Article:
By Leslie Martin
The Camden Conference is an educational organization that helps to generate discussion about world affairs through community engagement all year long. Educators from the University of Maine organize an annual course around an important global theme, which changes each year to highlight the Camden Conference topic. Marking its 27th anniversary, the Camden Conference tackled “The Global Politics of Food and Water.”
According to the UMaine Course Description, “this year’s topic allows faculty and students to explore issues that evolve from scarcity of food and water, such as disease, starvation, emigration, internal strife and wars between rival nations. It will investigate the role global climate change plays in different parts of the world as well as understanding how more powerful countries have the wealth to exploit new sources of food, water, energy and minerals.”
The three professors who taught the course this year were G. Paul Holman, libra professor of International Relations; Timothy Cole, associate dean of the College of Liberal Arts and Sciences; and Captain James Settele, director of the School of Policy and International Affairs, U.S. Navy, Retired.
This was Professor Holman’s sixth time teaching the course. He also serves on the Board of Directors for the Camden Conference. “This year was the best reception we have ever received from the community and the student attendance was the highest ever,” said Holman.
The course, offered through The Division of Lifelong Learning, is open to undergraduate and graduate students. Students meet three Saturdays a semester for daylong sessions. Attending the Camden Conference is one of the requirements for students.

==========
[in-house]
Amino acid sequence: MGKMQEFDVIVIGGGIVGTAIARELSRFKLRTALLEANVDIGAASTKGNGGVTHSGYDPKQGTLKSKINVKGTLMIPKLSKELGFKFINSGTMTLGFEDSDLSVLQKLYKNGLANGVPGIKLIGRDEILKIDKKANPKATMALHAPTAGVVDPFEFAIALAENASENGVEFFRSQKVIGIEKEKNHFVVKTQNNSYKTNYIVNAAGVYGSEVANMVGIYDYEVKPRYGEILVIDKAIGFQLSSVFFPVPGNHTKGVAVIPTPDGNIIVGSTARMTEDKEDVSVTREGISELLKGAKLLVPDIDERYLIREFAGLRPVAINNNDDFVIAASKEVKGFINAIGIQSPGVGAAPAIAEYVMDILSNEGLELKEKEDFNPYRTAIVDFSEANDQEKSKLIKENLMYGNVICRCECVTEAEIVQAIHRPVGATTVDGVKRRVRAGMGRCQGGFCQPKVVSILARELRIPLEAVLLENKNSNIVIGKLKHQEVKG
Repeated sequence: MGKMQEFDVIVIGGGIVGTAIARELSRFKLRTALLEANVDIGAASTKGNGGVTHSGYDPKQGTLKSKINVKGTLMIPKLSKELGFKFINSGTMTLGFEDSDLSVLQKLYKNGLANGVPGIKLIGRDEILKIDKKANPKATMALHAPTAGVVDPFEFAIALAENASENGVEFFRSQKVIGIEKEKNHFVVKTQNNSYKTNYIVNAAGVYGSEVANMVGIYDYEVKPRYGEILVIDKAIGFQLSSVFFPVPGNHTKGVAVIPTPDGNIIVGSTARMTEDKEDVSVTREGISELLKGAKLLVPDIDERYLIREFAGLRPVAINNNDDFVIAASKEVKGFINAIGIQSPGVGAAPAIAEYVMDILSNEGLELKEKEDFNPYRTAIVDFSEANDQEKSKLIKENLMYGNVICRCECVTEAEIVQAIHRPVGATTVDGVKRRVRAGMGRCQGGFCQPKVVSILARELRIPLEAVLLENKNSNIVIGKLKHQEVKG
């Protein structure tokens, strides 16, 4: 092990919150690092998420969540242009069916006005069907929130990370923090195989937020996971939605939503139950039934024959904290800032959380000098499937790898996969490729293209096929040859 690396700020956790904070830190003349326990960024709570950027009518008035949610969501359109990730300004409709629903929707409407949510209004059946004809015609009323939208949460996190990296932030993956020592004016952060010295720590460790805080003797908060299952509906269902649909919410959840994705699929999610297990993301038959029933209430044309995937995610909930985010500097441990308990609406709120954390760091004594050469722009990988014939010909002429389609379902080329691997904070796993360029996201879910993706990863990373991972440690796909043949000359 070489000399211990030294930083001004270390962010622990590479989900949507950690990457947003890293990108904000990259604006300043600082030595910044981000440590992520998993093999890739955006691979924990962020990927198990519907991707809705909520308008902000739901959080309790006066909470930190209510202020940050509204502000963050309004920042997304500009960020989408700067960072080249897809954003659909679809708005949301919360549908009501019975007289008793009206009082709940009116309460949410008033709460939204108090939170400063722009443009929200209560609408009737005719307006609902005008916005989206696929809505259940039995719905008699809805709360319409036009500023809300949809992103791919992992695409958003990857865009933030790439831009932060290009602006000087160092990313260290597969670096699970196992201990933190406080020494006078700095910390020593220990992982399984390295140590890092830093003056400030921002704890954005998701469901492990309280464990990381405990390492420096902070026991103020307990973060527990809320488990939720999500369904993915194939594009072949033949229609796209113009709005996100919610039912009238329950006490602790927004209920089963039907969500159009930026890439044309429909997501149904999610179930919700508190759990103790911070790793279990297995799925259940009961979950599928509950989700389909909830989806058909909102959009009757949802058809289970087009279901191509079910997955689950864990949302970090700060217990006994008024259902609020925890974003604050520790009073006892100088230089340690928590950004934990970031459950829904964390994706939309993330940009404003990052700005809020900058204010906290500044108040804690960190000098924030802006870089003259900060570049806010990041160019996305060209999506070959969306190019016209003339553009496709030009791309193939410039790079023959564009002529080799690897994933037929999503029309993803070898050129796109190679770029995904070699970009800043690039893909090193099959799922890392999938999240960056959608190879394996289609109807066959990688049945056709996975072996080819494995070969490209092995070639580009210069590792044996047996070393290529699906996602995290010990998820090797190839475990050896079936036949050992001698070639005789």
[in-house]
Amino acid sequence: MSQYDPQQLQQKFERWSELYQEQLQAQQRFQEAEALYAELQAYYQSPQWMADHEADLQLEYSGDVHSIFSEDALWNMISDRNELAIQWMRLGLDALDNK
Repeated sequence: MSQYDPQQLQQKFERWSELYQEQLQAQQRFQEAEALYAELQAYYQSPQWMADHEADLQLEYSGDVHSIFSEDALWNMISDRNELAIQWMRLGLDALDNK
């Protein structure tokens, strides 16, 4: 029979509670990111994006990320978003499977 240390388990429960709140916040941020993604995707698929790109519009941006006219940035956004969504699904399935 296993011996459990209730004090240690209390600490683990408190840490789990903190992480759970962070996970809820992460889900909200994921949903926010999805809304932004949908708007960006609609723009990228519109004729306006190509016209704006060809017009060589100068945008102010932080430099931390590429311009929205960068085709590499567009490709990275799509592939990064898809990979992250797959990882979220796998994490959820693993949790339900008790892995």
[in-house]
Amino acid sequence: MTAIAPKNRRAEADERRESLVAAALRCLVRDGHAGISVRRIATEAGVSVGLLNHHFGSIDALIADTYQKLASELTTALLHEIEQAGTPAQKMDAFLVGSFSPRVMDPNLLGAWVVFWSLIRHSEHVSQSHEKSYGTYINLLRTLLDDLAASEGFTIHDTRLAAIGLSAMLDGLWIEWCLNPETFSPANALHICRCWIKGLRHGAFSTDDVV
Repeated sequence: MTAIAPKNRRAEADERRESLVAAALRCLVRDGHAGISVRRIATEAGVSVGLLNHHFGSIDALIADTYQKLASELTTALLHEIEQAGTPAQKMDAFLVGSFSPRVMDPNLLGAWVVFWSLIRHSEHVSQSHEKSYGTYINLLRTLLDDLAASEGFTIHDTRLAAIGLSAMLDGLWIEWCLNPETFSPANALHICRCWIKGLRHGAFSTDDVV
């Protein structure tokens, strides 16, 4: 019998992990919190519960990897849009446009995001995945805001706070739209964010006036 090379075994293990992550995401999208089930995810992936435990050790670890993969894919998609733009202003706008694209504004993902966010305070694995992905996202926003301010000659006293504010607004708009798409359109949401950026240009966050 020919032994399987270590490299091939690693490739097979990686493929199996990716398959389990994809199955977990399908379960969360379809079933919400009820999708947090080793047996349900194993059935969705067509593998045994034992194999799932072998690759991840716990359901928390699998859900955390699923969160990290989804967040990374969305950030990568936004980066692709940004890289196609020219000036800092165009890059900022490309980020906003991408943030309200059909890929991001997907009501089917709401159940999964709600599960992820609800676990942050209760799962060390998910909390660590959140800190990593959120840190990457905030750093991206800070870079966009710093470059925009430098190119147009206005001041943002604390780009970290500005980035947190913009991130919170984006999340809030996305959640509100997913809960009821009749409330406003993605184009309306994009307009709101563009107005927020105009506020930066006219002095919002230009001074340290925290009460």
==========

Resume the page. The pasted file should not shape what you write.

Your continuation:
The University of Southern Maine, College of the Atlantic, Unity College, and several area high schools were also among the attendants at the sold out Camden Opera House.
UMaine student Malado Ba has enrolled in the course the past two years. “Along with the Conferences being informative, students are able to network and meet the speakers,” Ba said.
Faculty and students reflected on the conference in discussion during the following class. Students were expected to bring a written synopsis and critique of each speaker.
According to Jonathan Dvorak, a graduate student in The School of Policy and International Affairs, the different perspectives offered by the many speakers broadened his understandings of food and water politics. “Interacting with students and faculty from other Maine schools, such as College of the Atlantic was a great opportunity,” said Dvorak.
Students and guest lectures with different interests and expertise helped make this course a success. Professor Cole was particularly fond of this year’s course because the topic attracted a number of diverse participants. “It’s not your typical classroom in a lot of ways,” Cole said.
Guest lecturers involved in the course were Seth Singleton, libra professor of International Relations; Susan Erich, director of the School of Food and Agriculture; Mark Anderson, senior instructor in Resource Economics and Policy, School of Economics and the Sustainability Solutions Initiative; and Kate Kirby, MA.
Course coordinators have seen an influx of graduate student enrollment over the past couple of years. To highlight their accomplishments, oral presentations were added as a requirement last year. The presentations give the graduate students an opportunity to share their own research.
Previous Camden Conferences and accompanying courses included “Global Leadership and the U.S. Role in World Affairs”; “The U.S. in the 21st Century World: Do We Have What it Takes?” and “The Middle East – What Next?”
Next year’s topic “Russia on a Global Stage,” will be presented on February 20-22, 2015 in Camden, Maine.